Gal Weinstein expounds on his developing vision in an exclusive interview
Acclaimed artist Gal Weinstein, known for works that critically address Israeli politics, represents Israel at 2017 Venice Biennale with an exhibition titled Sun Stand Still. The immense site-specific work was designed by the architect Zev Rechter in the spirit of the Bauhaus, inaugurated at the Venice Biennale in 1952.
Rechter was the first Israeli architect to use the language of universal modernism in pre-state and post independent Israel. The International Style of modernist architecture, imported to Israel by European Jewish architects, was highly compatible with the simple, functional philosophy of this period in Israeli history. The streamlined aesthetics of straight, unornamented lines fit perfectly with the vision of a Zionist utopia and the socialist ideals of that time. The Israeli pavilion in Venice will include new site-specific artworks that represent “the evolution” of Gal’s recent body of work. He expounds on his developing vision in the following interview.
What inspires you?
“I find inspiration in iconic images, I choose them because they have already lost their concrete experience and we experience them as a nostalgic memory, I like to recreate the physically to allow you to feel them again. I’m also inspired by carpet shops, routine life, humor and everyday materials.”
In creating and executing the Israeli Pavilion did the architecture and space inform your final presentation? (I.E. designed by the architect Zev Rechter in the spirit of the Bauhaus and of the international style inaugurated at the Venice Biennale in 1952.)
“Yes, especially the international style (the Bauhaus) as an icon of the early Israeli Past. Usually when you see a Bauhaus building in Tel-Aviv they are eroded and show signs of the time past. Seeing the Israeli Pavilion representing Israel today is like seeing an old passport photo, and wondering why people don’t recognize you in it.”
What do you hope visitor walk away with after visiting your work at the Israeli Pavilion?
“I hope they will want to touch the walls around them more, have a different approach to look at expressions of time. I really hope that if they come back in four years and see the building looking fresh and clean again that they will have a memory of the pavilion in the desolate state created for this exhibition.”
How long did it take you to execute the work?
“It took two months of planning, six months of producing the work in Israel and one month to install it in Venice. This does not include the time working on the proposal which I have on for a long time before that. My main concern was with the actual production and making sure that the work has a tactile and physical experience and not look like a theatrical stage. Working with concrete materials is very different from working on modeling plans in Photoshop.”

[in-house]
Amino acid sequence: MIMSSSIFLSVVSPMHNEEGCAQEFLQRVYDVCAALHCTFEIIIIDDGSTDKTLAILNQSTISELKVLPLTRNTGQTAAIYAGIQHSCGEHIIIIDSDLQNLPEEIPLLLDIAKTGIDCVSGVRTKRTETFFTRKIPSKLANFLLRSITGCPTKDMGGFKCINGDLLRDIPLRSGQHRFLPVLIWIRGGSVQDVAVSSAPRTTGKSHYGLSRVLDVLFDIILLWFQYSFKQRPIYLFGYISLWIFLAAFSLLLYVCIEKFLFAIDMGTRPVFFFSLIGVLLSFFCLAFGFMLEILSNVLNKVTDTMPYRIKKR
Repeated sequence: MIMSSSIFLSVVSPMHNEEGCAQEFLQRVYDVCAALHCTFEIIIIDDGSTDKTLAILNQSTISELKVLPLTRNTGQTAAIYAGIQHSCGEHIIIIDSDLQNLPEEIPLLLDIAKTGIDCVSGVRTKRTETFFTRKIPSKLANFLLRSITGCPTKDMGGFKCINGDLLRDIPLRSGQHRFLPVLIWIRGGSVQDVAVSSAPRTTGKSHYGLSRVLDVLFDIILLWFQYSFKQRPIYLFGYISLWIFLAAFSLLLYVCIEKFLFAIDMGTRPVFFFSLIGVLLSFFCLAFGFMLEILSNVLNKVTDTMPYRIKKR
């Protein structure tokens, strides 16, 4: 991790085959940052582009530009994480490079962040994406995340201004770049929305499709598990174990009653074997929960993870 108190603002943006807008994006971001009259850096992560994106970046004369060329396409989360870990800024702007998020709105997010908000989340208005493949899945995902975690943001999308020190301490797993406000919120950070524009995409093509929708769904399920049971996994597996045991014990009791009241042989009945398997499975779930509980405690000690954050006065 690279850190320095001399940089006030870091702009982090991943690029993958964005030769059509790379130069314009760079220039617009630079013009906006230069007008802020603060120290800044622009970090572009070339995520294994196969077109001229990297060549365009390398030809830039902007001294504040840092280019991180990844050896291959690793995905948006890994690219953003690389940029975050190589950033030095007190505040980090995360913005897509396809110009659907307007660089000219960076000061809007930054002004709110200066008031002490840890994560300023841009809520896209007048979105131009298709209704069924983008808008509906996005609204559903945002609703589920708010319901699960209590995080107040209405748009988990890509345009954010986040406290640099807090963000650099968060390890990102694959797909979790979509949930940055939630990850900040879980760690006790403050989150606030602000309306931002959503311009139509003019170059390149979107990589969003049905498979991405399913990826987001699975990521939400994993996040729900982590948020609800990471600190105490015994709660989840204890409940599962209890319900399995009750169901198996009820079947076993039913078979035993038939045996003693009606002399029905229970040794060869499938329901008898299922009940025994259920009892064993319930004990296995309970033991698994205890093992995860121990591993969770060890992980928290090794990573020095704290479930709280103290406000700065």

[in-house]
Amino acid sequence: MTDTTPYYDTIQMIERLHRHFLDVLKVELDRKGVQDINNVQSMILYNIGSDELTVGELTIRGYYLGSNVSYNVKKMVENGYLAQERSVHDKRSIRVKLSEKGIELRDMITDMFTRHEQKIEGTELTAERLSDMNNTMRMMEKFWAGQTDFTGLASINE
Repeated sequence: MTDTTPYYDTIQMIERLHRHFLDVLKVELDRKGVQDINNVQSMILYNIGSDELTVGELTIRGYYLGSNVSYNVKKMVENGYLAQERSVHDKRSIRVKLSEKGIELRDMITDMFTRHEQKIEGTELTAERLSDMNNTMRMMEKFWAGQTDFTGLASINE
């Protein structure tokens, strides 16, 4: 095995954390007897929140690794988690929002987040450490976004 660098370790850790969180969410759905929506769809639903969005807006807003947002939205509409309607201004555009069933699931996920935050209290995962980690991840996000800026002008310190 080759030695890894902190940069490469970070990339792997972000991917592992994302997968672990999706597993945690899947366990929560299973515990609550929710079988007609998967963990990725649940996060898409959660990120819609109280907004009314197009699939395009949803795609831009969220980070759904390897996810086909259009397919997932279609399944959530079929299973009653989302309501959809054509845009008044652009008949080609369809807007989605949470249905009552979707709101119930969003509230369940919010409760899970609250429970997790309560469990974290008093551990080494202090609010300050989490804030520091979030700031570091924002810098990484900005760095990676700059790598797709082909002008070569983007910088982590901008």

Do you see the work carrying on to another venue, museum and/or is the site specific?
“The work was created as site-specific, but part of my work ethic is re-using site specific installations in later works. Several times in the past I’ve created projects based on the restriction of re-using the pieces or the same materials. After this installation I have some new ideas to new works.”
Can you discuss the unique materials choices that you are using and their relationship to your practice and the “Sun Stand Still” project?
“I think that the materials that I use are the expression of a lack of options to actually stop time. The materials I choose are ever-changing by oxidization (rust and mold) and in some way I think the project deals with the lack of ability to stop time even though that is the main idea of the show.”
What would you say to a young artist of today? (I.E. advice or words)
“Try to be really, really interested in what you are doing. Be curious about what you do so that you can spend time doing it. Also try to come to your work without so many opinions.”
Anything else you wish to share as a final end-point?
“I worked with an amazing team, and I couldn’t have realized this project without the people who helped me create it physically and mentally. I want to thank my team from the bottom of my heart.”
By Rachel Vancelette